All entries for February 2023

February 13, 2023

Hair today, gone tomorrow: imperial trendsetters, by Tallulah George

This detachable marble wig piece from the second or third century CE (Figure 1) perfectly captures the zeitgeist of upper-class female life in imperial Rome, and is a testament to the existence of trends regarding beauty and adornment, or ‘cultus’, in the ancient world. It demonstrates the shared care, cultivation and pride in appearance between ancient and modern societies. Beauty, as a complex concept often expressed through clothes, hair, and makeup as well as posture, physique, and behaviour, dictated everyday decisions regarding personal presentation.

In imperial Rome, there were certain criteria which had to be filled in order to be perceived as a beautiful or desirable woman. To satisfy this set of tick boxes one would have to demonstrate high status and wealth. Hair colour and style were essential components in forming the upper-class Roman woman between the firstcentury BCE and the thirdcentury CE. Sculpture records hairstyles, particularly the use of wigs, and the volume of portraiture depicting women in formal dress with extravagant hairstyles, typically mimicking that of the current empress, reveals how fundamentally important art was in expressing beauty and Roman ideals. An ancient portrait would have been carefully carved to reflect the attitudes and values of the time in order to present the subject in the optimum light for centuries to come.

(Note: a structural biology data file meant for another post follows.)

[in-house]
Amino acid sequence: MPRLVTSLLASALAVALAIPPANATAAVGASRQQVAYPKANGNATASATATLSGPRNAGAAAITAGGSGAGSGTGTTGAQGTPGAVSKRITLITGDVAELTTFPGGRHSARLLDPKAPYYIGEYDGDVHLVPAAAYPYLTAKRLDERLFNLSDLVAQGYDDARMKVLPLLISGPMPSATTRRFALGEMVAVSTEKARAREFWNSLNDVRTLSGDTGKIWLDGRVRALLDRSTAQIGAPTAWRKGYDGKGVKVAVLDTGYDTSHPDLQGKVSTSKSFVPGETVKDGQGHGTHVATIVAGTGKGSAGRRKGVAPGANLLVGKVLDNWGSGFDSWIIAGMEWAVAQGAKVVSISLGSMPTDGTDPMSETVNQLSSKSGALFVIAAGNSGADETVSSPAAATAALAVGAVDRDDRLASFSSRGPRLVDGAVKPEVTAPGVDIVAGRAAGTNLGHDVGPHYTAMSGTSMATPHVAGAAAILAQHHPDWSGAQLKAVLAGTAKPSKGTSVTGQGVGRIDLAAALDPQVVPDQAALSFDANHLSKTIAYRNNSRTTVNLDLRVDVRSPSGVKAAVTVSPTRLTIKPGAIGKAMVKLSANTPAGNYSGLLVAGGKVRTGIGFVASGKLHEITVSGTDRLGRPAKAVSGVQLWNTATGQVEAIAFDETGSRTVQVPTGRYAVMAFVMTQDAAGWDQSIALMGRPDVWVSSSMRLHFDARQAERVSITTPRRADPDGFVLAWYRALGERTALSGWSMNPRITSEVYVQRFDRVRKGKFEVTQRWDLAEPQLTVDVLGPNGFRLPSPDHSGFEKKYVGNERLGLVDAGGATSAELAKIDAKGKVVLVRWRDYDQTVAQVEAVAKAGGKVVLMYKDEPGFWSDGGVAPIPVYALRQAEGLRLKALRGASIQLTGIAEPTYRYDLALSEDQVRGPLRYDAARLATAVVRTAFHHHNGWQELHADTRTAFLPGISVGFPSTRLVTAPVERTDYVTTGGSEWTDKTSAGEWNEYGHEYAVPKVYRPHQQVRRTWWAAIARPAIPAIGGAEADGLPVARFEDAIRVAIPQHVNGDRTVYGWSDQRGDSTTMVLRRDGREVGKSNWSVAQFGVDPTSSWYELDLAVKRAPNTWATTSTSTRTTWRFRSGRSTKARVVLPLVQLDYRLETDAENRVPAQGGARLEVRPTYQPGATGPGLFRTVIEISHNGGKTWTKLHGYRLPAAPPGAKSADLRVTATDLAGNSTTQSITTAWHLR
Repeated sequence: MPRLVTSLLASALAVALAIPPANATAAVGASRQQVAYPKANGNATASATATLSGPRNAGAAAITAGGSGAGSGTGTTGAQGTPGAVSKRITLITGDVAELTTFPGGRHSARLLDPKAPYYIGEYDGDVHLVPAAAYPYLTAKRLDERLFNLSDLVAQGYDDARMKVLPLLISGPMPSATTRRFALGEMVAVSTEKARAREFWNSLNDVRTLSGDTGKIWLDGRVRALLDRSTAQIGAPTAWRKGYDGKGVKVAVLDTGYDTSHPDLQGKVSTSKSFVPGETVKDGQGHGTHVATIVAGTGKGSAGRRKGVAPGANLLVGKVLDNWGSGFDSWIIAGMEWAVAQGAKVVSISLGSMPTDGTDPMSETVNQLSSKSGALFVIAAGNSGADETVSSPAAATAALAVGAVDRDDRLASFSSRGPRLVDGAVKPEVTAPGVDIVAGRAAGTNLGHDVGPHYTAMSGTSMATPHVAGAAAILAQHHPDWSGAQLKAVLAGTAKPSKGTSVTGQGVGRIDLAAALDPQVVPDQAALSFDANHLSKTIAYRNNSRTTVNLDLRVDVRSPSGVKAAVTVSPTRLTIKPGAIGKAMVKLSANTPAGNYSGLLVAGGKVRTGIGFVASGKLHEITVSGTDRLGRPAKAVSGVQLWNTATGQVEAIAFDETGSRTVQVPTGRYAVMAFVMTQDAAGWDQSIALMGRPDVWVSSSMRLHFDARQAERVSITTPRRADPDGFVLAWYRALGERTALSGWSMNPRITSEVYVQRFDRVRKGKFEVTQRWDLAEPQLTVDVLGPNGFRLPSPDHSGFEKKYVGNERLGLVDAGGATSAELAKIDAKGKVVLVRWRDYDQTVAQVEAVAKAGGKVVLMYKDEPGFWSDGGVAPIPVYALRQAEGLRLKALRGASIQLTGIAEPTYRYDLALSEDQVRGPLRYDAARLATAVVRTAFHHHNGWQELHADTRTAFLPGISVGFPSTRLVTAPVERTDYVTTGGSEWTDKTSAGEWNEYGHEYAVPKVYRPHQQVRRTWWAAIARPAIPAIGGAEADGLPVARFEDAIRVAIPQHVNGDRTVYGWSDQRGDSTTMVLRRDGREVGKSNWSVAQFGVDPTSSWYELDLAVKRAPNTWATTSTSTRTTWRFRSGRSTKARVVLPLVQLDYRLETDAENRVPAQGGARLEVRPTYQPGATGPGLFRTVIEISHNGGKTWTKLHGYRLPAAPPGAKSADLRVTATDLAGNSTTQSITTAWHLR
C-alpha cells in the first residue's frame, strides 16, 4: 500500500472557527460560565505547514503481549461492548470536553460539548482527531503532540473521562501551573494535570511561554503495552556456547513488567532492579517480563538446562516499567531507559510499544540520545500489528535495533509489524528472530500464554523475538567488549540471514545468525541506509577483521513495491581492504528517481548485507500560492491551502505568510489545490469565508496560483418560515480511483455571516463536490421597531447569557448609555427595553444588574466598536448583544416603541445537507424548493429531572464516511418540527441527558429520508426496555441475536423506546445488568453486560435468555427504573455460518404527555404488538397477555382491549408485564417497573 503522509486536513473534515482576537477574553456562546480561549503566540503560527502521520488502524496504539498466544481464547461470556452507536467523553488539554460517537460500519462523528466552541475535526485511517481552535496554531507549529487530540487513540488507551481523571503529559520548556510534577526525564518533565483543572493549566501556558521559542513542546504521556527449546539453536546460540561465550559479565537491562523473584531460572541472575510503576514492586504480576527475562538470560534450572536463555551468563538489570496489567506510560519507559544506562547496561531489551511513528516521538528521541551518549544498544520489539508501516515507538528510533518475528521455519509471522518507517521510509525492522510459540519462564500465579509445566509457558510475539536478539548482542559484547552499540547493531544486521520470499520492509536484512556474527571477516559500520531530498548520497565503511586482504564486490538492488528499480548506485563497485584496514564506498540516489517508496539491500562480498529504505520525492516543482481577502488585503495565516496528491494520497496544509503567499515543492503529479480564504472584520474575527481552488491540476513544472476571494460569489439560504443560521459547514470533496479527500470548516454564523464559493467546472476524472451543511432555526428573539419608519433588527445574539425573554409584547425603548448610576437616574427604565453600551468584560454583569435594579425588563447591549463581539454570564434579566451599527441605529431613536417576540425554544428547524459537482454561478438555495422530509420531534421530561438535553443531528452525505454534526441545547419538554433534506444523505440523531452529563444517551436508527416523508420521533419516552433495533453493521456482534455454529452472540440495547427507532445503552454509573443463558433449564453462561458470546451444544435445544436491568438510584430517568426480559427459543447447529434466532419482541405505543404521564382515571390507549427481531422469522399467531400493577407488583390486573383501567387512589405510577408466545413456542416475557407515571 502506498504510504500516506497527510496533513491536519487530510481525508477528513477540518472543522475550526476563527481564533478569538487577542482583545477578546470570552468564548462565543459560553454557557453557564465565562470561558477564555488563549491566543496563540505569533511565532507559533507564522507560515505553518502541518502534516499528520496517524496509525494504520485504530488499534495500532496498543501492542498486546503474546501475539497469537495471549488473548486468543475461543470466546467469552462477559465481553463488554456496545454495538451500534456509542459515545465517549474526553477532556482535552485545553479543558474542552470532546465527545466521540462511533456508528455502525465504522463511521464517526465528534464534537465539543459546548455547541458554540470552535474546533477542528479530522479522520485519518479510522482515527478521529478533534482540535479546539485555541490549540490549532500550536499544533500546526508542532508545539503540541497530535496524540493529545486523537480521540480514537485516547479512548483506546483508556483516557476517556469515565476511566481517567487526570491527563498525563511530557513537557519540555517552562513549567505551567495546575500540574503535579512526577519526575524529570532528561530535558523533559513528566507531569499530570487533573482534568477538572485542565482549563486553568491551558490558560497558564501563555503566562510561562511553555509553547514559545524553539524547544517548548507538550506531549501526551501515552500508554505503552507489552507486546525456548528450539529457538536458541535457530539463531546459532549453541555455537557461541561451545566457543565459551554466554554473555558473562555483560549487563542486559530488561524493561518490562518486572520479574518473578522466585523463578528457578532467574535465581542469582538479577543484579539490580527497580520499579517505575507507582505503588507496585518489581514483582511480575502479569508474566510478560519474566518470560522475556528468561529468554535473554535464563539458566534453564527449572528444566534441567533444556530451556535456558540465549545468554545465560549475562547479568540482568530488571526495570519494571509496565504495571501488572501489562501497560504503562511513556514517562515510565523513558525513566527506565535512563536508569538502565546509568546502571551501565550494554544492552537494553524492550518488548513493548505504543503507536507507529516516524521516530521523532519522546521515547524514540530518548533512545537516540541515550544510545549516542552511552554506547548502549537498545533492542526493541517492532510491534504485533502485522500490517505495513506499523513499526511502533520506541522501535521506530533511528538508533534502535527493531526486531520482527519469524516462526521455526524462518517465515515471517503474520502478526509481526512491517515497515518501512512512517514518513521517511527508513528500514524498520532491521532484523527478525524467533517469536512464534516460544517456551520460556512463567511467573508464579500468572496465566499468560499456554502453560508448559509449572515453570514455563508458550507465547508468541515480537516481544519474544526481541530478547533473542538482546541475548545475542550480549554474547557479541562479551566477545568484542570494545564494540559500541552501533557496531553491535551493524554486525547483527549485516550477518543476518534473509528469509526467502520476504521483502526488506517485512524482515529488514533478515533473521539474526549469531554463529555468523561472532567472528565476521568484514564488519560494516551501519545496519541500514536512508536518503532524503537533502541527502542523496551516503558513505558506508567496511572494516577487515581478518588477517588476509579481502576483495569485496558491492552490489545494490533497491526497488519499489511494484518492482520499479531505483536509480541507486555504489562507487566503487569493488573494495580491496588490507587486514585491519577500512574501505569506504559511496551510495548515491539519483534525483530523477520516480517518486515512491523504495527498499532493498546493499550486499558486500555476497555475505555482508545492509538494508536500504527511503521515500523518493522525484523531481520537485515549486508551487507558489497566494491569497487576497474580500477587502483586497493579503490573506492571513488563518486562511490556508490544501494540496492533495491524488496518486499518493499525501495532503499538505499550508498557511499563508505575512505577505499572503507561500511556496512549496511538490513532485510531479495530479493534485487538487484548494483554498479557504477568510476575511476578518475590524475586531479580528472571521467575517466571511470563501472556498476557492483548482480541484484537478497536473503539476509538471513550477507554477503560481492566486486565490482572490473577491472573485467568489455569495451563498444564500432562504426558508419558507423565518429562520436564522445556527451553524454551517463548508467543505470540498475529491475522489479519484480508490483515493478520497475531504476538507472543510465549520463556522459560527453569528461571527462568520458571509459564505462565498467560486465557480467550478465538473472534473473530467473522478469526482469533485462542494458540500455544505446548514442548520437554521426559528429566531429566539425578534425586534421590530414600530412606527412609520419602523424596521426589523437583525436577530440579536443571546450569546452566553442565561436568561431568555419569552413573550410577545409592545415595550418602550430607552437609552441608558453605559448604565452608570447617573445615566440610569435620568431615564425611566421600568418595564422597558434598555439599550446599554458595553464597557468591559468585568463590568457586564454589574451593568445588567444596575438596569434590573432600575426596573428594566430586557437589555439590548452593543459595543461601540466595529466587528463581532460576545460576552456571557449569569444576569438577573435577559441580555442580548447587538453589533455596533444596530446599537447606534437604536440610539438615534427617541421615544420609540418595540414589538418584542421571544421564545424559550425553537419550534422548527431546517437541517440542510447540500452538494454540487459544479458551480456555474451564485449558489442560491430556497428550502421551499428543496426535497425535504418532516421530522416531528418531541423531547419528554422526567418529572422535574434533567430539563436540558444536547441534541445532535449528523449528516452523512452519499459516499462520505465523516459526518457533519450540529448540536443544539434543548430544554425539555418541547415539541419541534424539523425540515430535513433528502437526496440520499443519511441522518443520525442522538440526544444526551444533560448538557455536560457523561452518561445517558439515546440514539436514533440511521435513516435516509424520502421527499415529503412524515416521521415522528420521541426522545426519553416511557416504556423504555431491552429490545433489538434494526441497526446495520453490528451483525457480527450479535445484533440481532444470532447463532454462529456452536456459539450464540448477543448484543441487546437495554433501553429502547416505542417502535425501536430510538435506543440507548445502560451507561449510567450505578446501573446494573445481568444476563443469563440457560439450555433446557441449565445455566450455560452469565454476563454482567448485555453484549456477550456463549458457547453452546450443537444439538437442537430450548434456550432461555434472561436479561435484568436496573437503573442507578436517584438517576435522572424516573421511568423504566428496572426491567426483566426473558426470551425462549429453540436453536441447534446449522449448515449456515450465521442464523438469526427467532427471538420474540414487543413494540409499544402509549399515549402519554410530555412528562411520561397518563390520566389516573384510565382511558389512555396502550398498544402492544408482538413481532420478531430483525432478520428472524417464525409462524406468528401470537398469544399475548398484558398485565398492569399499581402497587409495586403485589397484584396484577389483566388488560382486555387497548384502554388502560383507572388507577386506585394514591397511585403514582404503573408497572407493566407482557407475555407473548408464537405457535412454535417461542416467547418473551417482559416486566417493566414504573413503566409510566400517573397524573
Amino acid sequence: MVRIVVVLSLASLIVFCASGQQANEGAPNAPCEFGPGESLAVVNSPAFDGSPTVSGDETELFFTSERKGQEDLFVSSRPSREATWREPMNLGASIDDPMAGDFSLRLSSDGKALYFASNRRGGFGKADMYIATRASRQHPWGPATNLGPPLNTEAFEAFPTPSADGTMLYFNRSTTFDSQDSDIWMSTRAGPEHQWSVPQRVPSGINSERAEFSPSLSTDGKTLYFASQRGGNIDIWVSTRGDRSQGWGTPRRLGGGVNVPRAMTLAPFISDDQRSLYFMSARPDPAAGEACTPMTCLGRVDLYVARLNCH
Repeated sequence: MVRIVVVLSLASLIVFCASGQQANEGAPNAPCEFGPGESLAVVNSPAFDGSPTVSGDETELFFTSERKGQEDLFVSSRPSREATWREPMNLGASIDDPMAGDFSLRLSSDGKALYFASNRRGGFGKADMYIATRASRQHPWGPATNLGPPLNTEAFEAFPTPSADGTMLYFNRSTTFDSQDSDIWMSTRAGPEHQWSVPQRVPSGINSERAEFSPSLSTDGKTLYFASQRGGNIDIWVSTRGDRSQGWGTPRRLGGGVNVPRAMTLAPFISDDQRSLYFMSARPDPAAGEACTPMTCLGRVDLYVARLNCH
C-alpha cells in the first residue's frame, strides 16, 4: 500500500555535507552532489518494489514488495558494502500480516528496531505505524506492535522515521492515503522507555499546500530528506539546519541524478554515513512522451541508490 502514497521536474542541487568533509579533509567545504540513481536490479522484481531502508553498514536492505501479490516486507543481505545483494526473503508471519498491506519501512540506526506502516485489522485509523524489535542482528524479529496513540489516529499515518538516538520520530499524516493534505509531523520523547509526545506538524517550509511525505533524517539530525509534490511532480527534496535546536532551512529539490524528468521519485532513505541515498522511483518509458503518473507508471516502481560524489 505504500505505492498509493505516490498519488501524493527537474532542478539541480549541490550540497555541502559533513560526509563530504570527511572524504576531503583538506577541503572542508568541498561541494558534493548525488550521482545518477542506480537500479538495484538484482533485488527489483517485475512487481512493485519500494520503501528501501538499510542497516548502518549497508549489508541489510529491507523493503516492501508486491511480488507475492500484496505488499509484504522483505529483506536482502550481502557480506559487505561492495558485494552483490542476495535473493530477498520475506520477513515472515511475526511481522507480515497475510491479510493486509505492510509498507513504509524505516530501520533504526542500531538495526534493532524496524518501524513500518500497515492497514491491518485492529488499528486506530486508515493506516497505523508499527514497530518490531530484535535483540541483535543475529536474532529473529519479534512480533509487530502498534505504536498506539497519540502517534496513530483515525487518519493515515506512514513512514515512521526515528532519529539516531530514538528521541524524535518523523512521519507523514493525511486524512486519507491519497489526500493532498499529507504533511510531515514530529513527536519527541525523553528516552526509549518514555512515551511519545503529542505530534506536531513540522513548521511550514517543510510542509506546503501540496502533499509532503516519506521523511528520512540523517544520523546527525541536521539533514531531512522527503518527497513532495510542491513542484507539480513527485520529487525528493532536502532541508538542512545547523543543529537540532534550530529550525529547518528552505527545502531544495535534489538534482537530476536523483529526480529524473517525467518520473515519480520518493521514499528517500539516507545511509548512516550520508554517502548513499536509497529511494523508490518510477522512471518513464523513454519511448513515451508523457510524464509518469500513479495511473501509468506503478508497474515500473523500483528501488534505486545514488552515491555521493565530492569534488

Beauty was full of unspoken rules and implied meanings. Portraits demonstrated social, political, intellectual and moral alignment; portraiture was not a method of self-expression or capturing a specific moment but was a device to demonstrate an enviable lifestyle, exhibiting the most elaborate hairstyle, ability to afford expensive materials, and slaves to achieve it. That is why I have chosen this statuary hair piece for this article as it epitomises the power and importance of portraiture in expressing identity and social status.

Marble wig

Figure 1. A detachable marble wig from a female bust, Severan period. Thermen Musei, Rome. Olson, (2008), 72; Photo: Singer/DAI neg. 1972.2979.